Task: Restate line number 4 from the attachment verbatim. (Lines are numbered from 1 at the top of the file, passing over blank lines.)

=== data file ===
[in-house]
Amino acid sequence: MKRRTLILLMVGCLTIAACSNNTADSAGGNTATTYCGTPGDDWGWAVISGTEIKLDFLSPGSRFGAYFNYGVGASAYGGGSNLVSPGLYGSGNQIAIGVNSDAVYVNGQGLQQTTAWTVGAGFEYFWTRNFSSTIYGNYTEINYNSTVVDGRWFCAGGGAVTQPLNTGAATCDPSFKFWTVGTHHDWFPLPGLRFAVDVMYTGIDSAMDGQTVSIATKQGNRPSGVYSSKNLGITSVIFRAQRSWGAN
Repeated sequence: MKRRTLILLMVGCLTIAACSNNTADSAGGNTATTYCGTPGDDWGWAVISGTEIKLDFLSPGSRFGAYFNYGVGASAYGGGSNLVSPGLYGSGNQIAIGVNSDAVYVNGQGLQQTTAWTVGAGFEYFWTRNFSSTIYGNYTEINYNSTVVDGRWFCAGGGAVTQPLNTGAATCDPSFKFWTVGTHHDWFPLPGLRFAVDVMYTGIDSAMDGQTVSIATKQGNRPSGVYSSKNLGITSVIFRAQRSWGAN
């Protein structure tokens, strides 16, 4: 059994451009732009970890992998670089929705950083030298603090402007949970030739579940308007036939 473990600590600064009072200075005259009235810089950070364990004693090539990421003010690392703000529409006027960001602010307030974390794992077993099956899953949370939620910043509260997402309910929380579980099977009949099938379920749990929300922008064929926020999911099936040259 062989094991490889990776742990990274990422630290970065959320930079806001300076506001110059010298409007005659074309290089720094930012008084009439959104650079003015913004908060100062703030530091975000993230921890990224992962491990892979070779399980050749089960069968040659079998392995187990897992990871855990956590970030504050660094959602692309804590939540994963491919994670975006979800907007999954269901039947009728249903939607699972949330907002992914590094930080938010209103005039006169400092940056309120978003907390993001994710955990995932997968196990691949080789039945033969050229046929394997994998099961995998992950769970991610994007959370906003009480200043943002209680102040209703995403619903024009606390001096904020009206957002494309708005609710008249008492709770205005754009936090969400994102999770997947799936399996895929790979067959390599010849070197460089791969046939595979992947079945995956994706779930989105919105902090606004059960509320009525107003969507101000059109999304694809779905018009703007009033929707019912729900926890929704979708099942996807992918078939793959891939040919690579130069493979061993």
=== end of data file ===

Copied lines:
């Protein structure tokens, strides 16, 4: 059994451009732009970890992998670089929705950083030298603090402007949970030739579940308007036939 473990600590600064009072200075005259009235810089950070364990004693090539990421003010690392703000529409006027960001602010307030974390794992077993099956899953949370939620910043509260997402309910929380579980099977009949099938379920749990929300922008064929926020999911099936040259 062989094991490889990776742990990274990422630290970065959320930079806001300076506001110059010298409007005659074309290089720094930012008084009439959104650079003015913004908060100062703030530091975000993230921890990224992962491990892979070779399980050749089960069968040659079998392995187990897992990871855990956590970030504050660094959602692309804590939540994963491919994670975006979800907007999954269901039947009728249903939607699972949330907002992914590094930080938010209103005039006169400092940056309120978003907390993001994710955990995932997968196990691949080789039945033969050229046929394997994998099961995998992950769970991610994007959370906003009480200043943002209680102040209703995403619903024009606390001096904020009206957002494309708005609710008249008492709770205005754009936090969400994102999770997947799936399996895929790979067959390599010849070197460089791969046939595979992947079945995956994706779930989105919105902090606004059960509320009525107003969507101000059109999304694809779905018009703007009033929707019912729900926890929704979708099942996807992918078939793959891939040919690579130069493979061993």